|Date(s):||January 1, 1947 to January 1, 1948|
|Tag(s):||Slavery, Children, Virginia, forced labor, manual labor, enslaved children|
|Course:||“Human Trafficking: Yesterday and Today,” University of Richmond|
One morning while playing on the woodpile, five year old Charles Grandy was approached by his slaveholder who sternly said to him, “Boy, do you see this grass growing along the side of the fence? Well pull it all up.” Grandy, who was born into slavery, dutifully pulled all of the grass out. Immediately after finishing the task his master assigned to him, Grandy was carried to the fields where the cotton and other crops were growing, and he was instructed to pull out all the grass growing near the crops as well. Due to Grandy’s young age, he was not allowed to use any of the gardening tools, so all of the manual labor the little boy was forced to do was done by hand. From that day forward, Charles Grandy’s days of playing were replaced with the daily task of removing all of the grass and weeds growing near the crops on the plantation.
Typically, children born into slavery were not immediately aware that they were enslaved. Often there was a specific moment or event that showed the child that he or she was not free. The average age for children to recognize their servility was in between the ages of six and ten. It is possible that when Grandy’s master told him to pull out the grass, Grandy realized that he was under another person’s control. Prior to being forced to work, Grandy would play around the big plantation house during the day. Occasionally he would be asked to do small errands; however, one may conclude that he did not realize he was doing those small errands due to his enslavement. Grandy’s experience of being forced to pull out grass is representative of the experiences of many other enslaved children who became aware at very young ages that they were owned by another person.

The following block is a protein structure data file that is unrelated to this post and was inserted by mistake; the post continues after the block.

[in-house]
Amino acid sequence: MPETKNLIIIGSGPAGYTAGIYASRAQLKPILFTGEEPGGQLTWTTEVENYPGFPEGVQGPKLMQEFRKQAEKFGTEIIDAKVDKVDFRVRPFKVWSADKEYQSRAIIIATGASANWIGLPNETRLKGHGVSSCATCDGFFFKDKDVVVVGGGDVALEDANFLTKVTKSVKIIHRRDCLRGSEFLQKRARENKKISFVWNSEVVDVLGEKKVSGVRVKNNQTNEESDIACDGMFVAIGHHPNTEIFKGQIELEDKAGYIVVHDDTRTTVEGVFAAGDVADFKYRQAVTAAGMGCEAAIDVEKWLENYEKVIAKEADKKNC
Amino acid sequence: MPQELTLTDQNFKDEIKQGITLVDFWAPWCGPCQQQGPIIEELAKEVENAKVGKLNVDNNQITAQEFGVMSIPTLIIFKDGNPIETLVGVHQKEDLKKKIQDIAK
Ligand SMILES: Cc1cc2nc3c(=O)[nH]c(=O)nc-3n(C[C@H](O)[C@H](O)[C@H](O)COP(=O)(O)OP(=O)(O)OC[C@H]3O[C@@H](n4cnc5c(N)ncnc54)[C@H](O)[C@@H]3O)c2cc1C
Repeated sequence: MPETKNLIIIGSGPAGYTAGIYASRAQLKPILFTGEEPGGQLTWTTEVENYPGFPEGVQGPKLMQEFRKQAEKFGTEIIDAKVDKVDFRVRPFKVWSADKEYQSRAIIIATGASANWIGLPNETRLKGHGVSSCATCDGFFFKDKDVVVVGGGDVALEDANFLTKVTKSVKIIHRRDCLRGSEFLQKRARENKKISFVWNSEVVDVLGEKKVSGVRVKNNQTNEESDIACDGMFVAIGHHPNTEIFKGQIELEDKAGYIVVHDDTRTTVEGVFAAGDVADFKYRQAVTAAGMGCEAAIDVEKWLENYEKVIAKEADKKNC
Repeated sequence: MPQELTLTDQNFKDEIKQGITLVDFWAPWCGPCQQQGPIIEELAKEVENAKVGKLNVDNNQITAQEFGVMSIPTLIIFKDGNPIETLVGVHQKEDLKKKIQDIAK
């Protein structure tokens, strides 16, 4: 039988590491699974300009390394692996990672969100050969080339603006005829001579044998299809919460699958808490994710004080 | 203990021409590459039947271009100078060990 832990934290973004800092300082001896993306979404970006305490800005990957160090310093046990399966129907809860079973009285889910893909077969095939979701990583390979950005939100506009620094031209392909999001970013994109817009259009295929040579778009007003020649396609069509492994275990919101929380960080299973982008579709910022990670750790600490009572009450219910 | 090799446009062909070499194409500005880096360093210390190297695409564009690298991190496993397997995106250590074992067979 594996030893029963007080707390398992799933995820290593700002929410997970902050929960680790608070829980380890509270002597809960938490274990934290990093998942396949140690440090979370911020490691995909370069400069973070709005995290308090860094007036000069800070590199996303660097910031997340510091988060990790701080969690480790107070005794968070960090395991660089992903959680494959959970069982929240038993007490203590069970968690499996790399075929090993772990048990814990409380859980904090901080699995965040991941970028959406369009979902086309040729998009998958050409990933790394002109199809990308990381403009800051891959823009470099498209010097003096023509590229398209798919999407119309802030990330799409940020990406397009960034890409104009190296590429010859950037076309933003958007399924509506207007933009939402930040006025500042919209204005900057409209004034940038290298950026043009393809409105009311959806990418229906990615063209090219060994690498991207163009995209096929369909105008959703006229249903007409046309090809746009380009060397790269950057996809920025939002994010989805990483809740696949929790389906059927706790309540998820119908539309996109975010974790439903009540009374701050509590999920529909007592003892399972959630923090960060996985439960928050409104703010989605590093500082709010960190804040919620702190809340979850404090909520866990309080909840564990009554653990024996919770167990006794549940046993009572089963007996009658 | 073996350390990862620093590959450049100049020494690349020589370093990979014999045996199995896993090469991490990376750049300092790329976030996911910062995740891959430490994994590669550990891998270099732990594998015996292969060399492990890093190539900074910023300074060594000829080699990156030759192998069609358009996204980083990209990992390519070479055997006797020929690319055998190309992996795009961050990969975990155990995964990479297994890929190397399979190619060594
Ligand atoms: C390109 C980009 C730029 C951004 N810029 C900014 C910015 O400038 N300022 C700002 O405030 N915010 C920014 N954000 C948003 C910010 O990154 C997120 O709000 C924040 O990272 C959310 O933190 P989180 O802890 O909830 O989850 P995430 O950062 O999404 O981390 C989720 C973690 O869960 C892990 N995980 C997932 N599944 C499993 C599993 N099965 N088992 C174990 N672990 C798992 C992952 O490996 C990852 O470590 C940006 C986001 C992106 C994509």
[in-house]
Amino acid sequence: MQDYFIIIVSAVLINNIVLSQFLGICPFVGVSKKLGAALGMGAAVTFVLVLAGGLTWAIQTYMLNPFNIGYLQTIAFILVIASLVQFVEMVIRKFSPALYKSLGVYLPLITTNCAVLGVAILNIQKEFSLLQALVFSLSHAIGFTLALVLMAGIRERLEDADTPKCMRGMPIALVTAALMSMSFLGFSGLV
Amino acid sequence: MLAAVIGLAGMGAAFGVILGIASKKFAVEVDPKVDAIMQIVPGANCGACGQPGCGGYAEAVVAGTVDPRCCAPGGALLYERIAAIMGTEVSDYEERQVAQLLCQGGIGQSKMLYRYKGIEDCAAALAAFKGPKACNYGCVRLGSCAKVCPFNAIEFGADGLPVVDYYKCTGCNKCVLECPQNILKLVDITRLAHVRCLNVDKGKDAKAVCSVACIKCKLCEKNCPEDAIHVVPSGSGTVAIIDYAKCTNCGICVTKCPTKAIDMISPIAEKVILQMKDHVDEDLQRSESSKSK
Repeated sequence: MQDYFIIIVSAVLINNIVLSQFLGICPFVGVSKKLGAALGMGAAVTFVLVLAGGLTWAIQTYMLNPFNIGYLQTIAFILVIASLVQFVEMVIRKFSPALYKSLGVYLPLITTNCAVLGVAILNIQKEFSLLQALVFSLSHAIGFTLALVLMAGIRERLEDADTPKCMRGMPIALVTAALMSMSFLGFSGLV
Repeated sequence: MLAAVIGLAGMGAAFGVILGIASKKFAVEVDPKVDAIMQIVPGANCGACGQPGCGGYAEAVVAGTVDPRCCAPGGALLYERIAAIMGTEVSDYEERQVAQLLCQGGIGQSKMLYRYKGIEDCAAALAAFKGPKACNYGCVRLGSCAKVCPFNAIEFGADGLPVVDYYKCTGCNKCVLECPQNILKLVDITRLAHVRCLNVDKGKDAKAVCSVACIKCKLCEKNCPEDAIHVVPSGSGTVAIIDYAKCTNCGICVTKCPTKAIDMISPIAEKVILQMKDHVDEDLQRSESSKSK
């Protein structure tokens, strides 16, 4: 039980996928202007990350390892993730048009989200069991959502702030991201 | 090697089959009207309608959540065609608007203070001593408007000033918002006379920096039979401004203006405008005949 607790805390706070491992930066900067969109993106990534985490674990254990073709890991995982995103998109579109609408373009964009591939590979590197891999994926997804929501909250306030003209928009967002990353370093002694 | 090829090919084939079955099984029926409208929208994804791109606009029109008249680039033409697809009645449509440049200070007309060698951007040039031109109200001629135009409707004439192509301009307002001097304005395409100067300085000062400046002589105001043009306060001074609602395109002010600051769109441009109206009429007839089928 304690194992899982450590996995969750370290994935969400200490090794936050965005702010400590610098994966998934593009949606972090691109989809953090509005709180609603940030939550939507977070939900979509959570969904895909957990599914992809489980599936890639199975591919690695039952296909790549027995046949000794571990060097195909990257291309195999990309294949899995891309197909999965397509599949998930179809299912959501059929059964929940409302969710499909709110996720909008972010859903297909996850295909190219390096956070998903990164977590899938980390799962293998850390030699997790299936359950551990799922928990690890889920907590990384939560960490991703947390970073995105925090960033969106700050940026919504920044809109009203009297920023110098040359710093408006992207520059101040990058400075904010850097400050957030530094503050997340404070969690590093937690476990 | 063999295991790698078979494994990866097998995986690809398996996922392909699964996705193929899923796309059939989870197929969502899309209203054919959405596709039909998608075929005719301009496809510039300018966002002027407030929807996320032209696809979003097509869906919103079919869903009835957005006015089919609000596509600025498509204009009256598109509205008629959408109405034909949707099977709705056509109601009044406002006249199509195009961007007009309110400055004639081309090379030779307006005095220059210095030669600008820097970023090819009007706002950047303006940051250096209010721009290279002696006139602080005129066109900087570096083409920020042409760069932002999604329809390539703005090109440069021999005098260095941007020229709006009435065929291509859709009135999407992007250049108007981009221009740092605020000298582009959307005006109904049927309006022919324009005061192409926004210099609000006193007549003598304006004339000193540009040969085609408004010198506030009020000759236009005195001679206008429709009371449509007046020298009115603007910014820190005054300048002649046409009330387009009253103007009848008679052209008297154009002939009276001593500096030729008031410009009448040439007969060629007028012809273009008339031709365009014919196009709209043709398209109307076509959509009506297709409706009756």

Charles Grandy shaped and was shaped by history. The experiences that he shared have formed what we know about enslaved children’s struggles. Grandy was robbed of his childhood because he was born into slavery and was forced to do manual labor for his master. The work he was required to do exhausted young Grandy so much that he often would fall asleep on the cold, hard ground before making it back home. If he woke up in the middle of the night, he would stumble around and struggle to find his home in the pitch-black darkness of the night.